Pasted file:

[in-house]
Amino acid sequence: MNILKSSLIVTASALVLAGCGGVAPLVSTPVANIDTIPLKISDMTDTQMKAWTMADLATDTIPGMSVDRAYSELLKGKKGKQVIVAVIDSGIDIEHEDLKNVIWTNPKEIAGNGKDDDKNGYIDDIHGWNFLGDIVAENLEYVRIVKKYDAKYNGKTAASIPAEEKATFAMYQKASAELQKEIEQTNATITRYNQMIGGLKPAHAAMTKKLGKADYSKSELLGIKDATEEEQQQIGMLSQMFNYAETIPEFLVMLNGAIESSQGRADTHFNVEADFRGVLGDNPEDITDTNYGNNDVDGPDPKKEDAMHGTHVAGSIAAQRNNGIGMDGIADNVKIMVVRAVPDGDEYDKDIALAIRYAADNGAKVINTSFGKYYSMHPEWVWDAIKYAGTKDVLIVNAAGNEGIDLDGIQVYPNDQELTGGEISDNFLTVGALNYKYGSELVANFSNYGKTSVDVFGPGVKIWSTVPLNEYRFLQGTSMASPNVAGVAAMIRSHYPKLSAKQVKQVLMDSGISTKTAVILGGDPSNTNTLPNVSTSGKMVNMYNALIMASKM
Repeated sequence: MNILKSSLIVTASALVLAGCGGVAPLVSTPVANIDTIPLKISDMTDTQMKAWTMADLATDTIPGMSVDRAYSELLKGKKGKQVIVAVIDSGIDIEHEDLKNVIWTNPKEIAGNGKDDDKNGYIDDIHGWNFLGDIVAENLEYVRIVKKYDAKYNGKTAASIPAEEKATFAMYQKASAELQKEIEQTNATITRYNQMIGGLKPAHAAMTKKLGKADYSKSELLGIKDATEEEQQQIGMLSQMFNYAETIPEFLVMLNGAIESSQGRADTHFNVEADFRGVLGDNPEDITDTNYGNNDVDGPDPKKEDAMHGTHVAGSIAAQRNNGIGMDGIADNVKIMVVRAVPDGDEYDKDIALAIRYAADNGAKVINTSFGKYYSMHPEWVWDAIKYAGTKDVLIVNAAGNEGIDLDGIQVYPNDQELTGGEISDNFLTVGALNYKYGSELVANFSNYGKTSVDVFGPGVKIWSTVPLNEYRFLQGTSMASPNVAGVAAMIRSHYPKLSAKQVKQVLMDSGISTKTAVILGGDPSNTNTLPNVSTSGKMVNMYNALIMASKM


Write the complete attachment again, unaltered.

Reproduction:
[in-house]
Amino acid sequence: MNILKSSLIVTASALVLAGCGGVAPLVSTPVANIDTIPLKISDMTDTQMKAWTMADLATDTIPGMSVDRAYSELLKGKKGKQVIVAVIDSGIDIEHEDLKNVIWTNPKEIAGNGKDDDKNGYIDDIHGWNFLGDIVAENLEYVRIVKKYDAKYNGKTAASIPAEEKATFAMYQKASAELQKEIEQTNATITRYNQMIGGLKPAHAAMTKKLGKADYSKSELLGIKDATEEEQQQIGMLSQMFNYAETIPEFLVMLNGAIESSQGRADTHFNVEADFRGVLGDNPEDITDTNYGNNDVDGPDPKKEDAMHGTHVAGSIAAQRNNGIGMDGIADNVKIMVVRAVPDGDEYDKDIALAIRYAADNGAKVINTSFGKYYSMHPEWVWDAIKYAGTKDVLIVNAAGNEGIDLDGIQVYPNDQELTGGEISDNFLTVGALNYKYGSELVANFSNYGKTSVDVFGPGVKIWSTVPLNEYRFLQGTSMASPNVAGVAAMIRSHYPKLSAKQVKQVLMDSGISTKTAVILGGDPSNTNTLPNVSTSGKMVNMYNALIMASKM
Repeated sequence: MNILKSSLIVTASALVLAGCGGVAPLVSTPVANIDTIPLKISDMTDTQMKAWTMADLATDTIPGMSVDRAYSELLKGKKGKQVIVAVIDSGIDIEHEDLKNVIWTNPKEIAGNGKDDDKNGYIDDIHGWNFLGDIVAENLEYVRIVKKYDAKYNGKTAASIPAEEKATFAMYQKASAELQKEIEQTNATITRYNQMIGGLKPAHAAMTKKLGKADYSKSELLGIKDATEEEQQQIGMLSQMFNYAETIPEFLVMLNGAIESSQGRADTHFNVEADFRGVLGDNPEDITDTNYGNNDVDGPDPKKEDAMHGTHVAGSIAAQRNNGIGMDGIADNVKIMVVRAVPDGDEYDKDIALAIRYAADNGAKVINTSFGKYYSMHPEWVWDAIKYAGTKDVLIVNAAGNEGIDLDGIQVYPNDQELTGGEISDNFLTVGALNYKYGSELVANFSNYGKTSVDVFGPGVKIWSTVPLNEYRFLQGTSMASPNVAGVAAMIRSHYPKLSAKQVKQVLMDSGISTKTAVILGGDPSNTNTLPNVSTSGKMVNMYNALIMASKM